The picture looks a little something like this: Ku De Ta’s iconic red diamond umbrellas are vibrant against an impossibly azure sky, a light breeze swirling wisps of white cloud on the horizon. Sprawling daybeds beckon you to stretch out on this sunny morning, sip a smoothie and get mesmerised by the rolling Seminyak surf as the occasional horse trots past and colourful kites tethered to the volcanic sands flap and swoon.
There’s just one hindrance to a few hours spent browsing the papers or chatting with friends over brunch: Your children. Unless it’s Sunday.
Welcome to Ku De Ta’s Family Dayze, where a team of cheerful staff are on hand to occupy the smaller members of your family, so you might actually have a chance to drink your latte while it’s still hot or indeed eat your ricotta hotcakes without having to share with Ms Sticky Fingers.
On this early Sunday morning, a jumping castle complete with slide has been inflated to one side of Ku De Ta’s pool, while a canopy across the other shades an array of activities to keep creative hands busy. A gaggle of kids are filling tiny bottles with lemon, lilac, aqua and vermillion sand, bubs are lining up for their KDT helium balloons and all manner of crafty items are unfurling on the tables. A minigolf ramp is being set up and other activities you might find include facepainting and temporary tattoos, while on occasions such as World Clean Up day, the activities on offer will be related – think arts and crafts focused on recycling.
Later a barbecue will be fired up, with hot dogs, burgers, chicken wings and ice cream served to the kids – this in addition to Ku De Ta’s children’s menu, which chef Phil Davenport says was freshened up three or four months ago after an internet survey on what kids like to eat.
“We’re a venue that caters to every walk of life. We’ve got seven or eight different menus, about 160 things you can choose from — it’s a lot of food,” says Davenport, who has just returned from Singapore having seen Ku De Ta snag number 9 spot for the 2009-2010 Miele Guide to Asian restaurants (Bali’s Mozaic came in at number 6.)
As your kids are distracted, it means you can browse the brunch menu. All the standards are there, along with standout items including heurvos rancheros with a fried egg, red cumin beans, avocado, sour cream and rancheros sauce and the poached eggs on toasted sourdough with a mushroom ragout, ricotta and lemon butter dressing.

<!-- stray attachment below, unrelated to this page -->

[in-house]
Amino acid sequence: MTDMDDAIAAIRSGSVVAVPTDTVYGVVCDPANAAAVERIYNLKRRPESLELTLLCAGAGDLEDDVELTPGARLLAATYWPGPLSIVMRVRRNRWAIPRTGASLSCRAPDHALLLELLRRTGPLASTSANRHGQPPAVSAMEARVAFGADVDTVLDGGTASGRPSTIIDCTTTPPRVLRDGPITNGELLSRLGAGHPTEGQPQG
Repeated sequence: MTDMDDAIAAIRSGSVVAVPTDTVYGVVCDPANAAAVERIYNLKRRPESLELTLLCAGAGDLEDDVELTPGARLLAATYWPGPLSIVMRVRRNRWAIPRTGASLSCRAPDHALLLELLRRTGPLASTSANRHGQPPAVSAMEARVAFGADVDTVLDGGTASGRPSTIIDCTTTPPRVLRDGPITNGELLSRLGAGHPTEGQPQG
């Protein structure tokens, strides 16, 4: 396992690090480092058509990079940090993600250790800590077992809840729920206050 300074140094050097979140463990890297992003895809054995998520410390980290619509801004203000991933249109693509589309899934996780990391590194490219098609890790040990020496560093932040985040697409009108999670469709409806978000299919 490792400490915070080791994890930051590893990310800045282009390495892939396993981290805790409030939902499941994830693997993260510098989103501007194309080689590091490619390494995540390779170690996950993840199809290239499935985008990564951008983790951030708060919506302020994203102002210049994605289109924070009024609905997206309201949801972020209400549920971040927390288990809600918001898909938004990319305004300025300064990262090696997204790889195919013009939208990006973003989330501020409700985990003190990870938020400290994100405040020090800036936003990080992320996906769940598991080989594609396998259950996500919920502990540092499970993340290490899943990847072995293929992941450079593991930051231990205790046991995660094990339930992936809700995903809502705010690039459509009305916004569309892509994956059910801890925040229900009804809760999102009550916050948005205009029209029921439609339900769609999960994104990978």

Phil says he and head chef Ben Cross sometimes adapt old classics to bring them up to date. “We don’t try and change the base recipe too much, we might just change the way it looks. We want to be able to present some old classics but done a little bit differently.”
It seems a shame not to ask for Phil’s suggestions just in case you linger on through a Sunday and into dinner. His picks? Start with the Scandinavian-style scampi skargan.
“It’s like a mayonnaise mix, some fine fish roe, some chives, some shallots, lots of lemon juice and diced scampi through it. It’s really tasty. It’s served on little hash browns… with some creme fraiche and some dill and some trout roe.”
As a main, among Phil’s picks is the sweet Alaskan black cod marinated in miso for two days, served with a really light pickled daikon salad – “a beautiful dish.” Or the roasted lamb rack, another classic that’s become a Ku De Ta signature. Dessert? “The macademia nut tart has been another classic that we’ve kept on and it’s one of my favourites, but I’m liking this mango parfait, and the double chocolate tart is pretty insane if you’re a chocolate head.”
But back to Family Dayze. The concept began six years ago, explains Donni One, Ku De Ta’s marketing and creative director. “As you know Ku De Ta has a wide range of clientele and families are a very big part of that. We decided to create an actual day for them, which would be Sundays, where families could come in and have their brunch or lunch and allow their kids to have some activities too for the day,” he says.